Interviews With Microtracking, SmartRes and MetraTec

At RFID Journal LIVE! Europe 2011, I had the opportunity to conduct video interviews with three interesting companies.
Published: May 23, 2012

The RFID industry keeps evolving, with solutions providers introducing new products to address end-user business issues, and new companies entering the market with innovative products. At last month’s RFID Journal LIVE! Europe 2011 conference and exhibition, I had the opportunity to conduct short video interviews with three of our exhibitors, which are now available in our online video library.

Microtracking, which launched a new service by the same name, essentially lets anyone with a Bluetooth-enabled ultrahigh-frequency (UHF) reader interrogate tags based on the Electronic Product Code (EPC) standard, and have the data transferred to any standard cell phone. An application running on the phone connects to the Microtracking server and uploads the EPC data to an EPC Information Service (EPCIS) database, where it can then be accessed securely by supply chain partners.

The system is designed for systems integrators that want to help clients get quickly set up with an EPCIS connection, or for farmers, fisheries and other small businesses that don’t have much money to invest in setting up an EPCIS database, so they can share data with supply chain partners (see Microtracking Launches an Easy Way to Share EPC Data).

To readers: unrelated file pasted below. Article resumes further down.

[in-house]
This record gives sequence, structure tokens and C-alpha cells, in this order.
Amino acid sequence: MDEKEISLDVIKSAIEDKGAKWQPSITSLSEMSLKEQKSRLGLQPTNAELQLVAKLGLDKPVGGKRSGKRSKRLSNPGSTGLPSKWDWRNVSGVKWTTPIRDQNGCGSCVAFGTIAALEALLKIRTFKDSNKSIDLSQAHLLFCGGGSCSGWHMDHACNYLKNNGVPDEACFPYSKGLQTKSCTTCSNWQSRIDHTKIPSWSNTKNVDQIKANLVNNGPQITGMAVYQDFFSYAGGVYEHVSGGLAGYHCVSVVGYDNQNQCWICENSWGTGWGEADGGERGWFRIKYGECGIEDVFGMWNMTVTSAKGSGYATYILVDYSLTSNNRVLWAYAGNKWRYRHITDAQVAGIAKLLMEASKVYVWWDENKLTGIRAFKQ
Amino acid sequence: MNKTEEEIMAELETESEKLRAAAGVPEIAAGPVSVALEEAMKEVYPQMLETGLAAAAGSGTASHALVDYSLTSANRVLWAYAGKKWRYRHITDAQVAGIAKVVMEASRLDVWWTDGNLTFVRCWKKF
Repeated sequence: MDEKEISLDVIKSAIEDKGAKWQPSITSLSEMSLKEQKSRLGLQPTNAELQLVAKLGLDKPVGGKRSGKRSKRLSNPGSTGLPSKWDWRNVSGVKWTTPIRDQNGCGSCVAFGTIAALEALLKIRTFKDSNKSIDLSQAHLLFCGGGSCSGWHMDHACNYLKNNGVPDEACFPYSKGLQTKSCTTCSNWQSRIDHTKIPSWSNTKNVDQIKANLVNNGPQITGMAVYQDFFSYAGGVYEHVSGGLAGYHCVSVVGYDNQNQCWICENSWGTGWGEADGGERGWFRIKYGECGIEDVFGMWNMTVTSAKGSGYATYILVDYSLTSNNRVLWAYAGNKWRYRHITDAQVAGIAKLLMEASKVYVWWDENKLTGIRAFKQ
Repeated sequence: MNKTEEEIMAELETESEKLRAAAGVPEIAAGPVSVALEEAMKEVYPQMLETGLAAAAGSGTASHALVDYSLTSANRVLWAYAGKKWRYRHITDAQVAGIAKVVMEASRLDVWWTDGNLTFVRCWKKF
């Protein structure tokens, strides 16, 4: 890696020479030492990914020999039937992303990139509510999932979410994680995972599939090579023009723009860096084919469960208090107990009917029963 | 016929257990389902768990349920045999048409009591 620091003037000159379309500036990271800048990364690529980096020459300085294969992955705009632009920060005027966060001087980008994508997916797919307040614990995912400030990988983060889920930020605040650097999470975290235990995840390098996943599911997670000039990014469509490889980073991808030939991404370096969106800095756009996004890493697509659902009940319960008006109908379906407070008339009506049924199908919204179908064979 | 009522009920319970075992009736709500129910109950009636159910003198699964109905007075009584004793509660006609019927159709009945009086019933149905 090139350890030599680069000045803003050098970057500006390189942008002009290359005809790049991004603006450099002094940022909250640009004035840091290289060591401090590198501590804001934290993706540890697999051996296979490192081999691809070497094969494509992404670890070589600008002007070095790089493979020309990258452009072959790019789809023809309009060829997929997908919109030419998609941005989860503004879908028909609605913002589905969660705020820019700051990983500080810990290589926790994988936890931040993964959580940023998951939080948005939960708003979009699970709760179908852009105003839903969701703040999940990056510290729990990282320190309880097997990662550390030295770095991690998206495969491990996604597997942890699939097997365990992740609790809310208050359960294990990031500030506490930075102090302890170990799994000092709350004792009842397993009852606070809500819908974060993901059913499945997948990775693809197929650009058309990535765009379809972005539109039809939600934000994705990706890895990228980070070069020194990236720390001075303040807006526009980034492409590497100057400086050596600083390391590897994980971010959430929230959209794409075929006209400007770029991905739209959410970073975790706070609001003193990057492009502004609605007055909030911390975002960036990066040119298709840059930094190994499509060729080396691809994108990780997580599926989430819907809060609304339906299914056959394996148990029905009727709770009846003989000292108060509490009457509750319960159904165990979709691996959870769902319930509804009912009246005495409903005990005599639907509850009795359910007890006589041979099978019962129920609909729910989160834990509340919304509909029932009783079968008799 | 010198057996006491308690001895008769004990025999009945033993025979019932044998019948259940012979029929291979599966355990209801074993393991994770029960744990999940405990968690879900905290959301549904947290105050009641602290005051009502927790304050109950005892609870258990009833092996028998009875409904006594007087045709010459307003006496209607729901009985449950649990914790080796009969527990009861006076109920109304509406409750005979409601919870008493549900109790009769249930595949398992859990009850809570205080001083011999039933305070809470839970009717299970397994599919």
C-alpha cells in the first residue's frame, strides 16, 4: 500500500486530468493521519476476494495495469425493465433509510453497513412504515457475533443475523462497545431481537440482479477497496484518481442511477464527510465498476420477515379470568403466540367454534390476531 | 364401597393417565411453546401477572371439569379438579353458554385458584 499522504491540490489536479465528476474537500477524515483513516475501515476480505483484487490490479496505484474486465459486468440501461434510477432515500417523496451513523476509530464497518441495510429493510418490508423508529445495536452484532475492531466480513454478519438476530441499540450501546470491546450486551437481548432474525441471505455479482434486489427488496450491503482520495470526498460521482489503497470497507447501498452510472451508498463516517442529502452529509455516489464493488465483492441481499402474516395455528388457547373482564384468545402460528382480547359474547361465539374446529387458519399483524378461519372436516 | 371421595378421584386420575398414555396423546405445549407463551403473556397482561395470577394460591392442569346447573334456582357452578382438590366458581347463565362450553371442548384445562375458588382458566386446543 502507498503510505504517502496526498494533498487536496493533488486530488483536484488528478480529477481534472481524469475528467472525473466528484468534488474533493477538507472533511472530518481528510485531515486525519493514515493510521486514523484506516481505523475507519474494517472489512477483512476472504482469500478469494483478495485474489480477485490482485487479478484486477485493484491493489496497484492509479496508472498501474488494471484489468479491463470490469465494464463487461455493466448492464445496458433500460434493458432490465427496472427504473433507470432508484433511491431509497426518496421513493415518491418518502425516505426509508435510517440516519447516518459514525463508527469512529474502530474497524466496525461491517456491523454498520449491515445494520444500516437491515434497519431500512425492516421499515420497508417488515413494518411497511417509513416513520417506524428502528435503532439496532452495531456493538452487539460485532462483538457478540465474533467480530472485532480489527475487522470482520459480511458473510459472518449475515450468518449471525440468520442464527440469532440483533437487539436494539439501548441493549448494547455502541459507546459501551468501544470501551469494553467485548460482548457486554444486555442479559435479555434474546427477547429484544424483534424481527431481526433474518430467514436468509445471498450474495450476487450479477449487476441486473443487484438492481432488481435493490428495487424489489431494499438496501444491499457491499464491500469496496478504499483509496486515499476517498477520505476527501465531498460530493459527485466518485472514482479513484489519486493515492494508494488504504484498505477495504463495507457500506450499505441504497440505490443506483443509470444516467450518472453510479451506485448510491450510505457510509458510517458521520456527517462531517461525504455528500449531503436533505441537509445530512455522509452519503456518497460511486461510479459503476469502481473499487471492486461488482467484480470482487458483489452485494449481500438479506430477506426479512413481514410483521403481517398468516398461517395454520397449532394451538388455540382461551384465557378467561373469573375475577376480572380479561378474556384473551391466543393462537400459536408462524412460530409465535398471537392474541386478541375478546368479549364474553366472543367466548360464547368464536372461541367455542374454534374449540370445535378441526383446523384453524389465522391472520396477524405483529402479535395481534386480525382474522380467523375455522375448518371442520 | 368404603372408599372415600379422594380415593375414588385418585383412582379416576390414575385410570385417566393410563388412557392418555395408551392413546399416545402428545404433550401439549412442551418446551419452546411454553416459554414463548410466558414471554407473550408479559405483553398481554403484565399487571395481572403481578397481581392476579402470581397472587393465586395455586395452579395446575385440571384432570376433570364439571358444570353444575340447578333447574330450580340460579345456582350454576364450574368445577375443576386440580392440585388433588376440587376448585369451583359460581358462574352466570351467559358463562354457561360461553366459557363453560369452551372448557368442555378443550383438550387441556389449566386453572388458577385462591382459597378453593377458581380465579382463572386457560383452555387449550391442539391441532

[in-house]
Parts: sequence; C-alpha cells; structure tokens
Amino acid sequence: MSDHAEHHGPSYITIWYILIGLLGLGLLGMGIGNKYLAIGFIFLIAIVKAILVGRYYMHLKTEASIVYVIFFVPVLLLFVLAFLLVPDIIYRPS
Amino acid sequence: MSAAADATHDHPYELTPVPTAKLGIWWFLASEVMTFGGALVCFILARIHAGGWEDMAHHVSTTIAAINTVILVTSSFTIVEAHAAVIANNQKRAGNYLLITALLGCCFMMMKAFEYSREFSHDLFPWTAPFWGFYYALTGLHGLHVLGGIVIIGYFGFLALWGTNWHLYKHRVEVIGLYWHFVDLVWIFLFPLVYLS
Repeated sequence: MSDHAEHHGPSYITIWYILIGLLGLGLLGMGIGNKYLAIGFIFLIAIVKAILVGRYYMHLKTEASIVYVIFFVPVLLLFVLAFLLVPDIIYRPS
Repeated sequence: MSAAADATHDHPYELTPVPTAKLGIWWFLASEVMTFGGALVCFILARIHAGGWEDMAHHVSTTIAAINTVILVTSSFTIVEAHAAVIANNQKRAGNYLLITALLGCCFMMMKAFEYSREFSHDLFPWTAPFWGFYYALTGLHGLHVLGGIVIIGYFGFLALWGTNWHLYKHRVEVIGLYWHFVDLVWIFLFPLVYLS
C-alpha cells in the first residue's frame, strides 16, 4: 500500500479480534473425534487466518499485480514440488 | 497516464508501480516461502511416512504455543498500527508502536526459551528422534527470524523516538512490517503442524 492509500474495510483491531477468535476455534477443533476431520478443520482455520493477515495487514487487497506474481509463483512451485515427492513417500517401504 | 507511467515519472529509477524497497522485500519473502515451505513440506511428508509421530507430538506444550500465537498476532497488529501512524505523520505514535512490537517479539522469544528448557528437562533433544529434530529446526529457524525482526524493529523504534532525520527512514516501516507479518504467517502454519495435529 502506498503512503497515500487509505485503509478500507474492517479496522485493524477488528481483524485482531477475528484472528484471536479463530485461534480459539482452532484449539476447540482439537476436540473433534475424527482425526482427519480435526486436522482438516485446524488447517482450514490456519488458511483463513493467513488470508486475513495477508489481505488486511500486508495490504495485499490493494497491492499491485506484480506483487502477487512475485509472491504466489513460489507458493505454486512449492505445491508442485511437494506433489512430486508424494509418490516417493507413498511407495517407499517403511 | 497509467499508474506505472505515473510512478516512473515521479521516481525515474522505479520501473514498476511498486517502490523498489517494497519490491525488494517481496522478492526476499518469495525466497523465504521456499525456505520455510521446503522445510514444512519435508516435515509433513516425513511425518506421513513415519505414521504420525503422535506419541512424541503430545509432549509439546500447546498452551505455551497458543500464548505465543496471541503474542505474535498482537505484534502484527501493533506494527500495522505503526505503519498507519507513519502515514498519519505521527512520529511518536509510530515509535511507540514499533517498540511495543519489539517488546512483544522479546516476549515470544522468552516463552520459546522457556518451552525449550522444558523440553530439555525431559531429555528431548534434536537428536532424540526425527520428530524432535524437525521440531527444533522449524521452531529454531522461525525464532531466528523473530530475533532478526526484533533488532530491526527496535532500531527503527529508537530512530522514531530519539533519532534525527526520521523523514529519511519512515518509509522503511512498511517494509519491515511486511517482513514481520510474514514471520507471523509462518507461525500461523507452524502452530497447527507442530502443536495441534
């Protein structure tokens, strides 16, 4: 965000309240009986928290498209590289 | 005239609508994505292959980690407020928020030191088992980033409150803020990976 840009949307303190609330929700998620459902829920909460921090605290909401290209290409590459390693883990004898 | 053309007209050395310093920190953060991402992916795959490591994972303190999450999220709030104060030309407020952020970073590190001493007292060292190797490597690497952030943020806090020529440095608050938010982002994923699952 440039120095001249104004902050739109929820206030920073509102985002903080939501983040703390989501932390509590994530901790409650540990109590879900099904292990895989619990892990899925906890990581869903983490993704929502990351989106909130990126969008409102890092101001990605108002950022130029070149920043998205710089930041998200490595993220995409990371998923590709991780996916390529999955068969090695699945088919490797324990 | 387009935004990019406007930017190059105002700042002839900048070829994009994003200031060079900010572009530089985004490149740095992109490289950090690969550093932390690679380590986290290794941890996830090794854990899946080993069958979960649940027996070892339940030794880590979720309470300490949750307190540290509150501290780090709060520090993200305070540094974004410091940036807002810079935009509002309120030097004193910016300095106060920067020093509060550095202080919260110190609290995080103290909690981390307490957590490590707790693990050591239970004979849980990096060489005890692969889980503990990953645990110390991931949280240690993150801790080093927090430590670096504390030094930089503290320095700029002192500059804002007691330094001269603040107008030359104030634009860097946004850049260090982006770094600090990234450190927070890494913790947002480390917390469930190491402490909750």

SmartRes has a unique method of producing UHF and high-frequency (HF) RFID transponders. Instead of placing copper on a layer of polyethylene terephthalate (PET) or some other plastic substrate, and then using acids to etch away some of the copper until it’s the right thickness, SmartRes utilizes thin copper wire as the antenna. This eliminates the etching, which can leave behind harsh chemicals that are bad for the environment. SmartRes can also put the transponder on biodegradable materials, so the tags can be thrown in landfills without a problem (see Smart Res Explains Its Unique Way of Producing RFID Transponders).

Finally, MetraTec GbmH, a German engineering company that manufactures reader modules for passive HF and UHF systems, as well as active RFID readers, has developed modules for use in smart cabinets and other applications. The company has the ability to customize modules for almost any type of application. This capability is growing in importance as companies look to embed RFID into products to make them smarter (see MetraTec RFID Reader Modules).

There were other interesting companies at LIVE! Europe as well. I wish I could have gotten to all of them, but I was the event’s emcee, so there just wasn’t time. You can view all of the latest RFID innovations at RFID Journal LIVE! 2012, our tenth annual RFID conference and exhibition, being held on Apr. 3-5, 2012, in Orlando, Fla.

Mark Roberti is the founder and editor of RFID Journal. If you would like to comment on this article, click on the link below. To read more of Mark’s opinions, visit the RFID Journal Blog, the Editor’s Note archive or RFID Connect.